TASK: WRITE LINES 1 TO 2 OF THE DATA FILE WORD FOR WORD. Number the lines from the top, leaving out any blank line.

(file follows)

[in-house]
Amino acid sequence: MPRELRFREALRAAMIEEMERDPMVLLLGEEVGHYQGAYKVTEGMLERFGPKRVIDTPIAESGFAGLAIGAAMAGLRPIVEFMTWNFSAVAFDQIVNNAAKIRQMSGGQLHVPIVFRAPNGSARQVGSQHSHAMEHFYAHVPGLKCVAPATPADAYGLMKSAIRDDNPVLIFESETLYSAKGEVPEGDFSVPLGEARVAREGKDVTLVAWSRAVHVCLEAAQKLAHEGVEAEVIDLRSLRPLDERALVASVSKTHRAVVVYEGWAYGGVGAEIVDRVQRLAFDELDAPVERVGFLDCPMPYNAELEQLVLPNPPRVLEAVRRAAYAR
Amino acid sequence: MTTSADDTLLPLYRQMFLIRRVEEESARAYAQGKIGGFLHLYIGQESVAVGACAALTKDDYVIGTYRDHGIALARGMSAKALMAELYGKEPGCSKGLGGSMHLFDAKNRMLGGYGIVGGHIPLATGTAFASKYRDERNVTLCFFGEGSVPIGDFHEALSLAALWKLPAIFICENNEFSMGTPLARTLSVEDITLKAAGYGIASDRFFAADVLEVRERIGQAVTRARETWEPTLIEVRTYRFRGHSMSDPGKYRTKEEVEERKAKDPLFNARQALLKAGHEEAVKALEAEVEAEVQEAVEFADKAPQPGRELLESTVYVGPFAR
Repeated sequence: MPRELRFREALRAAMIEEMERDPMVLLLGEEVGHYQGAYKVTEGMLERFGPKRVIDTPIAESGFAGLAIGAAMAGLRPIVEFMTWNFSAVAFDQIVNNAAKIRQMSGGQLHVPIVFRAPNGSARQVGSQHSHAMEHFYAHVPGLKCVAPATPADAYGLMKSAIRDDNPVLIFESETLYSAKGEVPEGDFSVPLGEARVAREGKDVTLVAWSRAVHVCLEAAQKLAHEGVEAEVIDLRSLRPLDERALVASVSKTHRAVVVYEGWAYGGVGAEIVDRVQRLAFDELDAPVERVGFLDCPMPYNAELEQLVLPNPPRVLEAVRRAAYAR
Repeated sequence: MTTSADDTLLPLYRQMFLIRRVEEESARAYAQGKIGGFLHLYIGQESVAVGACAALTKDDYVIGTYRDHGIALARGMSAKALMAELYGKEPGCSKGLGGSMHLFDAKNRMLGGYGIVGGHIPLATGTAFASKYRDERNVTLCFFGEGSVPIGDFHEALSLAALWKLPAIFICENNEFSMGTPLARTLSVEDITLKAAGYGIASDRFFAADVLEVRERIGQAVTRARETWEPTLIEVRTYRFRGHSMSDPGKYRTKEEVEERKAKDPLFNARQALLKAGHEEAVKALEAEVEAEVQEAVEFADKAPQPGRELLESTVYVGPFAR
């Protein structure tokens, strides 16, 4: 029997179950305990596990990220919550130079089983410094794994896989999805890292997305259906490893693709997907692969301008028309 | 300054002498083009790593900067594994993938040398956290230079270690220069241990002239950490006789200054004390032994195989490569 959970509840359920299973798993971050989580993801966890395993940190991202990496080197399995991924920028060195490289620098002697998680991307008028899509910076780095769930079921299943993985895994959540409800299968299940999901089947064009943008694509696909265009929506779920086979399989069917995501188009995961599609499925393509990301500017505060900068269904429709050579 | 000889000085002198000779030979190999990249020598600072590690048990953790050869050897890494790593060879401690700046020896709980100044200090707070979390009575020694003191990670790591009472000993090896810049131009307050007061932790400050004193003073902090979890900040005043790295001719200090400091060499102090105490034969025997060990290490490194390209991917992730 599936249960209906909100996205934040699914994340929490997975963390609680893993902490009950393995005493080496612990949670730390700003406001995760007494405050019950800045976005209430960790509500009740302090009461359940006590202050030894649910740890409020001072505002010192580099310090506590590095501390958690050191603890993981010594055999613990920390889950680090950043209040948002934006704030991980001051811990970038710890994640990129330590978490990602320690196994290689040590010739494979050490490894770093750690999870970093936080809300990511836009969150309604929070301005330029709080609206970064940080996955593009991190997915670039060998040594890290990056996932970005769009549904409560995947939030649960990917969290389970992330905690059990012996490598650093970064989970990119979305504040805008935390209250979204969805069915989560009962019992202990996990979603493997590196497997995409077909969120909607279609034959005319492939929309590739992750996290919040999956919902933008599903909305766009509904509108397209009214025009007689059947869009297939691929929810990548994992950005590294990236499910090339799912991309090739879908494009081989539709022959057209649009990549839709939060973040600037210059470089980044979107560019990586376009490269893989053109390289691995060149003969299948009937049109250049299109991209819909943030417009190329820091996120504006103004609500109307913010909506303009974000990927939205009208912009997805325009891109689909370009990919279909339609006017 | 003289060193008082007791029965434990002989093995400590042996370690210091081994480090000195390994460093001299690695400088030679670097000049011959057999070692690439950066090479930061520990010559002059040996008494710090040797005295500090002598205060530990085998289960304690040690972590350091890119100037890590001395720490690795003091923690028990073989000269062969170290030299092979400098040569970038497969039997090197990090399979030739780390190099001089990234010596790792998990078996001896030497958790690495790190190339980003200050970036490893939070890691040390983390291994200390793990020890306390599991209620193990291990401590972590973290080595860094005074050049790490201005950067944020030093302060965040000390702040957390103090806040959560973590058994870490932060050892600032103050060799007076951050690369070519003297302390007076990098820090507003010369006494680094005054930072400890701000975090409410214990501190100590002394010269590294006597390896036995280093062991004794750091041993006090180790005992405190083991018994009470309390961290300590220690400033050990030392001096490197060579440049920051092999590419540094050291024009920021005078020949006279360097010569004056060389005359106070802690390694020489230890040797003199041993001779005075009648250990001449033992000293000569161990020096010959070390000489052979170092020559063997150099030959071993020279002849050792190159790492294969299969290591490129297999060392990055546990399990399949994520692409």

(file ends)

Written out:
[in-house]
Amino acid sequence: MPRELRFREALRAAMIEEMERDPMVLLLGEEVGHYQGAYKVTEGMLERFGPKRVIDTPIAESGFAGLAIGAAMAGLRPIVEFMTWNFSAVAFDQIVNNAAKIRQMSGGQLHVPIVFRAPNGSARQVGSQHSHAMEHFYAHVPGLKCVAPATPADAYGLMKSAIRDDNPVLIFESETLYSAKGEVPEGDFSVPLGEARVAREGKDVTLVAWSRAVHVCLEAAQKLAHEGVEAEVIDLRSLRPLDERALVASVSKTHRAVVVYEGWAYGGVGAEIVDRVQRLAFDELDAPVERVGFLDCPMPYNAELEQLVLPNPPRVLEAVRRAAYAR